Craig Humberstone, Felicity Swan & Madelaine Abey-Koch
12th – 24th March 2018
Opening: 1pm - 3pm, Saturday 17h March
Fantasy & Abstraction
The stimulation of the North Shore beaches of the mid 50’s to the 70’s, their natural detritus, wave motions and cavorting figures left lasting memories on these three artists. Some of these themes are found in their work. Craig Humberstone, Felicity Swan and Madelaine Abey-Koch are joining forces to exhibit their work under the title “Fantasy and Abstraction “ Each has developed their subjects from either mind or reality; the results give rise to fantastical images expressed in painting and ceramic sculpture.
Felicity’s current approach is intuitive which has led to a unique form of abstract expressionism of colour, line and movement out of which figures emerge. Felicity has shown her work at Highwic and Northart Gallery and numerous galleries abroad.
Craig’s paintings provoke us to view the natural world in a fresh light. Their detail and unusual composition deliberately push at the boundaries of our notions of nature. His work is regularly exhibited at NorthArt, Depot Artspace, and Highwic. One of his paintings was recently acquired by the Wallace ArtsTrust. Last year Craig entered a painting in 5th International Art Competition in Seoul for which he won the Bronze prize.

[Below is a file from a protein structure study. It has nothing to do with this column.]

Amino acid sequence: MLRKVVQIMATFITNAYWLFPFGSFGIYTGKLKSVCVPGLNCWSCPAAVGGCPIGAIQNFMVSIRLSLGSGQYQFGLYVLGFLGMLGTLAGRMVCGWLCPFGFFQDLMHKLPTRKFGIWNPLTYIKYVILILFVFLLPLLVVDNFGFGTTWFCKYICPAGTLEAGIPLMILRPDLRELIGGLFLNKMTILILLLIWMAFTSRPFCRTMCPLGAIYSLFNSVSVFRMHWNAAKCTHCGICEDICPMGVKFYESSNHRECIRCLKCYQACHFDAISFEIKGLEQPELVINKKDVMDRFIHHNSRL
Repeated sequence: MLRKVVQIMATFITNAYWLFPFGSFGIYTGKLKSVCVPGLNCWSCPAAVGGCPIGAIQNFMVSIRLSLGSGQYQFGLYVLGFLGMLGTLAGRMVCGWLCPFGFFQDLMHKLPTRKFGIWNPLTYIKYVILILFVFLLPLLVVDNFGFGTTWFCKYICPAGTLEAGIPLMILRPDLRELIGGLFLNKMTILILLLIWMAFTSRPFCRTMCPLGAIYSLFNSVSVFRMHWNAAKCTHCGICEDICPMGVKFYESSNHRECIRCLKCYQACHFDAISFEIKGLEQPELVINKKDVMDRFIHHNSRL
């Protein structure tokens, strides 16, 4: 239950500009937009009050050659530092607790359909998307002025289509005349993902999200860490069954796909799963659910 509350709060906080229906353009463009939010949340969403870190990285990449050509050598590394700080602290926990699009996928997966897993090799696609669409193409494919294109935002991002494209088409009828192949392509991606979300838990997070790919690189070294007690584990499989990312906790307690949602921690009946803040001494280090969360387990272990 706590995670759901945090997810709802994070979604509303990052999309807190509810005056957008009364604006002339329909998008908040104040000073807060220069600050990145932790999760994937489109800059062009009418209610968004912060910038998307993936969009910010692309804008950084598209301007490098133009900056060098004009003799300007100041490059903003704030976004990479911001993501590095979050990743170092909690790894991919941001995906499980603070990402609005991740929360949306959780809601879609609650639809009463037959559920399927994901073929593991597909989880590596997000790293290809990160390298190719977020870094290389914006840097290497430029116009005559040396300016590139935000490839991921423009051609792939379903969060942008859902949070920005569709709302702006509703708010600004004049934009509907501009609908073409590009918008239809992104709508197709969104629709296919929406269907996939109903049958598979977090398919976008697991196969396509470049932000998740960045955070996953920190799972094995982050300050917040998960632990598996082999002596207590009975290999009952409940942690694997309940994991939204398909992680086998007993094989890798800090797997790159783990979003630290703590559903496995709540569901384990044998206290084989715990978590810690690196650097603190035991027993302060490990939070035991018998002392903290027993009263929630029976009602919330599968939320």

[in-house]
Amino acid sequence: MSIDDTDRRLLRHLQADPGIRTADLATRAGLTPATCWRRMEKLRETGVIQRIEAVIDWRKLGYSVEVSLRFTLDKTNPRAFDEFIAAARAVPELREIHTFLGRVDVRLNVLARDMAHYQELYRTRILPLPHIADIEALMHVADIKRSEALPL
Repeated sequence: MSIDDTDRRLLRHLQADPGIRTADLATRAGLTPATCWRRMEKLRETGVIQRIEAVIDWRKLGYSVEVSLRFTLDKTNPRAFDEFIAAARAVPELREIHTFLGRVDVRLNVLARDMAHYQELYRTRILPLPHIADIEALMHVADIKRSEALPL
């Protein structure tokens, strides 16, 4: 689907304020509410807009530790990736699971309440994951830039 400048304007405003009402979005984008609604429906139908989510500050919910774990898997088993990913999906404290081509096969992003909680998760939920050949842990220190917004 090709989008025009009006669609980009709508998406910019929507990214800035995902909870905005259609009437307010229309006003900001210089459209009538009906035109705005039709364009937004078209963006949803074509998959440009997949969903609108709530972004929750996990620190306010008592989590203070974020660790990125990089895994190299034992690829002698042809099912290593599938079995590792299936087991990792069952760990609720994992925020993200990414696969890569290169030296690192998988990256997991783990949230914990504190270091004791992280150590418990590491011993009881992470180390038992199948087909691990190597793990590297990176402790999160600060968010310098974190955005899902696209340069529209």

Madelaine’s ceramics won a Kumeu Arts Award in 2017. The judge, Andrew Rankin described her work as a “beautiful example of… found material and ceramics”. Her work is sculptural and takes its themes from the sea and coast.
19th February - 10th March
Our members were asked to consider the title ‘Evolving Aotearoa’ and interpret it’s meaning. This amazing collection of work focuses on topics such as the changing N.Z landscape, ecology, threats, developments, even spirituality. Some of the artists themselves have moved to New Zealand and now consider themselves part of its evolution.
16th January - 3rd February
Opening: 10am - 3pm, Saturday 20th January
Journey - the last 10 years
As I’ve moved forward with my art practice, over time I’ve had the tendency to think of completed work as not very good, wanting to put it away and finding myself uncomfortable with showing it in the public arena. This year a good friend encouraged me by pointing out that my older artwork is good, just different to the new pieces because I keep growing and learning.
This exhibition is intended to present a creative timeline that spans a decade of my life — events including marriage, children, moving house, changing jobs and completing an artists residency have contributed to changes in my work. I have moved through investigating techniques and materials, wanting more energetic colour, added texture, greater abstraction, then less of all those and more realism instead. Recently I’ve been developing how I work in response to wanting to connect more meaningfully with my artmaking and the finished pieces, bringing new changes again.
Through the experience of collecting my artwork together and displaying it closely in one space for this exhibition, I have become less critical of my past artistic creations, experiments, and experiences. I can see clearly how they are all important and valuable in their own right, as they have continued to show curious traces of influence in new work, making it uniquely mine.